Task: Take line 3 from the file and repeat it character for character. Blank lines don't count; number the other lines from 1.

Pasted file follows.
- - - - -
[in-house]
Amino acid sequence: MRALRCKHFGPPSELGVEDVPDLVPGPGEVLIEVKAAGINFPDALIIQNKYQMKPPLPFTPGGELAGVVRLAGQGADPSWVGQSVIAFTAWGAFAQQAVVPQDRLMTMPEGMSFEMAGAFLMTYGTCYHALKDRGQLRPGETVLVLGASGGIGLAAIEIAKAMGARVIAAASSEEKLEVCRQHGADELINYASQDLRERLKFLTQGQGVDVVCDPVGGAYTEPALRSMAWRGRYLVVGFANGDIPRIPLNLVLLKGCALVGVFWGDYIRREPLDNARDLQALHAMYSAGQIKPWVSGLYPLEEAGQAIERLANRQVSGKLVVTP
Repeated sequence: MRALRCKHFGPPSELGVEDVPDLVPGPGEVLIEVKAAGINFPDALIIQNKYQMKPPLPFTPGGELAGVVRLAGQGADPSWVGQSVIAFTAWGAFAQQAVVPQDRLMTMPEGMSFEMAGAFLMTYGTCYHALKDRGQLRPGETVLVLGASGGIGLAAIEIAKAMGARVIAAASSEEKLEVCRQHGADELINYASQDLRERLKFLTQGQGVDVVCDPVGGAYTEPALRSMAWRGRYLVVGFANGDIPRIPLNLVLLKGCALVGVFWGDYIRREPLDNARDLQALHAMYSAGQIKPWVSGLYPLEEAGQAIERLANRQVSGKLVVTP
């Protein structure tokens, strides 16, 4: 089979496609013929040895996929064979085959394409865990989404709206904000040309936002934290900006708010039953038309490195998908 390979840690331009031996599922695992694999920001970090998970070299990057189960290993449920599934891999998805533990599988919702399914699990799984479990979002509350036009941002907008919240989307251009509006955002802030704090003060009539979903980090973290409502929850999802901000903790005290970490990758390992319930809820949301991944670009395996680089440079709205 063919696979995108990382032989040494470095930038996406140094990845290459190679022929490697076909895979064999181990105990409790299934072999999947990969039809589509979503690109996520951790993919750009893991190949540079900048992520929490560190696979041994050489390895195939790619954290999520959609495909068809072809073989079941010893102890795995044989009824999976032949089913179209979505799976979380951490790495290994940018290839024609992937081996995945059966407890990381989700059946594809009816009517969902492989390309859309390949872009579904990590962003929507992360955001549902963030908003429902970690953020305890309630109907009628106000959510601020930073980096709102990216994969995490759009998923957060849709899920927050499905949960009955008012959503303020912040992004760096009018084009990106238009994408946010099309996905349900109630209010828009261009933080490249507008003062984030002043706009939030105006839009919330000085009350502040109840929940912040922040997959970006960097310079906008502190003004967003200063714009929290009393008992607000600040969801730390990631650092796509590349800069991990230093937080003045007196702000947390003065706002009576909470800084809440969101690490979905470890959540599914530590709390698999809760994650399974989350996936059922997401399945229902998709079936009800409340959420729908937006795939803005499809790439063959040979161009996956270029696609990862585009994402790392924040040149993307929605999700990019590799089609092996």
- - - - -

Repeated sequence: MRALRCKHFGPPSELGVEDVPDLVPGPGEVLIEVKAAGINFPDALIIQNKYQMKPPLPFTPGGELAGVVRLAGQGADPSWVGQSVIAFTAWGAFAQQAVVPQDRLMTMPEGMSFEMAGAFLMTYGTCYHALKDRGQLRPGETVLVLGASGGIGLAAIEIAKAMGARVIAAASSEEKLEVCRQHGADELINYASQDLRERLKFLTQGQGVDVVCDPVGGAYTEPALRSMAWRGRYLVVGFANGDIPRIPLNLVLLKGCALVGVFWGDYIRREPLDNARDLQALHAMYSAGQIKPWVSGLYPLEEAGQAIERLANRQVSGKLVVTP